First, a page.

The idea behind Google Authorship seemed extremely promising when it patented Agent Rank/Author Rank back in 2007. The idea was to influence page rankings based on the reputation of its authors by using digital signatures. So, trusted agents would receive a higher score than someone who hadn’t yet earned their stripes.
This was just an idea until June 2011. During this time Google began to encourage webmasters to use the rel=”author” and rel=”me” tags for pieces of content that an author wrote. When Google+ was unveiled, the entire Google Authorship plan came together is there was a way to connect content with its authors.
Within the first year, the experiment seemed promising.Searchmetrics found that 17% of SERPs were showing the rel=author tag, which was higher than expected. Unfortunately, Authorship didn’t take off as expected.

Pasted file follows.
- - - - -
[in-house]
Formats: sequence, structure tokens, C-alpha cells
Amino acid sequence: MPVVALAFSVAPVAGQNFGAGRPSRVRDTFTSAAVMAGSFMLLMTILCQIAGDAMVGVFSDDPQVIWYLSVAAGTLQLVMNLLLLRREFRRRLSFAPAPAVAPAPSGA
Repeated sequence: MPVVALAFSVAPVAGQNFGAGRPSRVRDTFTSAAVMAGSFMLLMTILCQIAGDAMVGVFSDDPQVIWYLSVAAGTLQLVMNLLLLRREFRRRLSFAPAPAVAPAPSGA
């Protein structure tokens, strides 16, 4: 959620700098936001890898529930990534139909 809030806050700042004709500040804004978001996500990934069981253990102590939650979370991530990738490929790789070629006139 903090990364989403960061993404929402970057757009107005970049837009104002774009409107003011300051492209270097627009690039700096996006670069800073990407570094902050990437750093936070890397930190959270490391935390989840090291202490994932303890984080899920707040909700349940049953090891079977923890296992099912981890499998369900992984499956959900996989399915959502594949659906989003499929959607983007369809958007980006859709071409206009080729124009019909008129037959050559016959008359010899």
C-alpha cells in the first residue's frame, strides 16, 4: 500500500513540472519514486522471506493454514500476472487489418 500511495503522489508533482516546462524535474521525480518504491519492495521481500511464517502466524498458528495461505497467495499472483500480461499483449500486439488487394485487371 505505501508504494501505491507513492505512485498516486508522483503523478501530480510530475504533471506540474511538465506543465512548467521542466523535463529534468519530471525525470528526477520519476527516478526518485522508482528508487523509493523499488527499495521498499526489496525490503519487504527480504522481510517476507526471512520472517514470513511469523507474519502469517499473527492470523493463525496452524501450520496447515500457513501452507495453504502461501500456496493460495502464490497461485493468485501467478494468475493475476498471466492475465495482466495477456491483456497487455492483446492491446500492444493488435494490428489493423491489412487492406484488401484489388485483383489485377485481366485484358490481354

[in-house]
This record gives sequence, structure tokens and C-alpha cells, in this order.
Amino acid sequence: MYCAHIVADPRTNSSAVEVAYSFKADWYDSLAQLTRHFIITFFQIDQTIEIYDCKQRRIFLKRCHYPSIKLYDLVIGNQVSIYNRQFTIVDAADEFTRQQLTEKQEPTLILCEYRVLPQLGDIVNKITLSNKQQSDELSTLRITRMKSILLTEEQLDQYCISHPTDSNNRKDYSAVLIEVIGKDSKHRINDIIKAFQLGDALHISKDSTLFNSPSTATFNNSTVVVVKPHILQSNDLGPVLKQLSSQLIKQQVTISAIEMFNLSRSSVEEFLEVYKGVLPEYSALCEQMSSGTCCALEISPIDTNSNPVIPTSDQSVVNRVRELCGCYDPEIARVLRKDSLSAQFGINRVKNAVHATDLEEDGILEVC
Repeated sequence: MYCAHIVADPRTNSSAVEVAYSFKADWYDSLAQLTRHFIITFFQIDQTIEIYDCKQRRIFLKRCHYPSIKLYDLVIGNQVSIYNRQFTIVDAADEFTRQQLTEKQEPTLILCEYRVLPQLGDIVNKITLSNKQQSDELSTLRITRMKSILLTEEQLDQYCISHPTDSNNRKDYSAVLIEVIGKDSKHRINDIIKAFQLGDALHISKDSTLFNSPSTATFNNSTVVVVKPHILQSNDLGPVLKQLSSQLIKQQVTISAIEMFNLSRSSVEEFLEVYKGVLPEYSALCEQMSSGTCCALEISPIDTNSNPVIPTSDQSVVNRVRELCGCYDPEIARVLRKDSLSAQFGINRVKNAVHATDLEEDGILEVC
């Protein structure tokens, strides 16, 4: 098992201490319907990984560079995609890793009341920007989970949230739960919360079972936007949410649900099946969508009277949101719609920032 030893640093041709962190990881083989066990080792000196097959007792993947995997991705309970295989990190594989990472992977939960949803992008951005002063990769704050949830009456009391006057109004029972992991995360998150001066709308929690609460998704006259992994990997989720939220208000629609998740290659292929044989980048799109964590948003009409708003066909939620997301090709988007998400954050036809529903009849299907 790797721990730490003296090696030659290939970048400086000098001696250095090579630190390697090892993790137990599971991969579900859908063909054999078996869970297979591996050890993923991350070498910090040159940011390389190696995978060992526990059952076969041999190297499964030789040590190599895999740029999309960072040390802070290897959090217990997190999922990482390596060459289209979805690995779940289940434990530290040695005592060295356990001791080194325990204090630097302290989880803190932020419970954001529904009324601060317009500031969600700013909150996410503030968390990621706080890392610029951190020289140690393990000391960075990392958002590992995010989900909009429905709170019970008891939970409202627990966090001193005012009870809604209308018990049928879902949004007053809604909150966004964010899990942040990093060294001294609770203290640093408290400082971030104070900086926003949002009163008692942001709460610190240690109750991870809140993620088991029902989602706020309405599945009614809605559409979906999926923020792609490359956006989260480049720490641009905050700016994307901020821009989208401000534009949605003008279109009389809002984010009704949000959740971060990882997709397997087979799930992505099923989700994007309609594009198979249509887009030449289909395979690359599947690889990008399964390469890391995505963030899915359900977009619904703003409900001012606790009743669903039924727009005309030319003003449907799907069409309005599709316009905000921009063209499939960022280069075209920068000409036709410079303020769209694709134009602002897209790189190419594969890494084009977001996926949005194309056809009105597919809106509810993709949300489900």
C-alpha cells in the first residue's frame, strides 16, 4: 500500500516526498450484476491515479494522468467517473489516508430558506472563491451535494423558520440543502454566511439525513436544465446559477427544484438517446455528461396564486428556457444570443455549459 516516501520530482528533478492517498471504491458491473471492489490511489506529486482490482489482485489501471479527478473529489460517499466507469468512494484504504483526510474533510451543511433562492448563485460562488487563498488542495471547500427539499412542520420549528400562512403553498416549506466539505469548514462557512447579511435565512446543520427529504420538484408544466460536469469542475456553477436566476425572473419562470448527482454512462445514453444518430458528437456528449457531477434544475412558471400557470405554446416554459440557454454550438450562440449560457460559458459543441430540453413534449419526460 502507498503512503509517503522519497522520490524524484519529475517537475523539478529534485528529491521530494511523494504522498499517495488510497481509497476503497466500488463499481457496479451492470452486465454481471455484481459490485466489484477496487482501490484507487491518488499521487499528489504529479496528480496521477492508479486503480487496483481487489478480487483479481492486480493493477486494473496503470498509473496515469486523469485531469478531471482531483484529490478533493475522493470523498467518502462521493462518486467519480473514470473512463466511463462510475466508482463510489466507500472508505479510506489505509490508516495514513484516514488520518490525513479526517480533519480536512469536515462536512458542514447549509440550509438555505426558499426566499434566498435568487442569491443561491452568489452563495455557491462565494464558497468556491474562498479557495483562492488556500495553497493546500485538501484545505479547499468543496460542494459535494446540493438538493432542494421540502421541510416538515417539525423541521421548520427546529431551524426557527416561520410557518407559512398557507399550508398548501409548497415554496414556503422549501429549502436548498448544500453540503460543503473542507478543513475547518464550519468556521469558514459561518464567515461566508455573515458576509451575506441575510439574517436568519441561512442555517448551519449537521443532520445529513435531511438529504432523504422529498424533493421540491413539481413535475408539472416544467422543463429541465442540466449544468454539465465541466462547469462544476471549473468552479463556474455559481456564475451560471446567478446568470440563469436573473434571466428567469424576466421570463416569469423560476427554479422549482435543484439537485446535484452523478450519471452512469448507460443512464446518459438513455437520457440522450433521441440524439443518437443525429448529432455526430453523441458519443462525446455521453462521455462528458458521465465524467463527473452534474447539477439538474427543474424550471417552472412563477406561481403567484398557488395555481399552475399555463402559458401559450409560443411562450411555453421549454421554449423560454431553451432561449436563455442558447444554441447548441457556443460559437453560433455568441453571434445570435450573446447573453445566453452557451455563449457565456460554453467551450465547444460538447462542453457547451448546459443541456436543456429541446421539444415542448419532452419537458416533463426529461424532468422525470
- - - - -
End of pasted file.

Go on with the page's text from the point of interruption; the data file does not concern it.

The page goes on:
Stone Temple Consulting discovered in a recent study that 70% of authors made no effort in connecting their content with authorship. In addition to that staggering figure, out of 150 pages sampled, 50 did not have author pages, while ¾ gave no attribution to an author. Furthermore, there were issues with confusing authors and containing no links to Google+ profiles.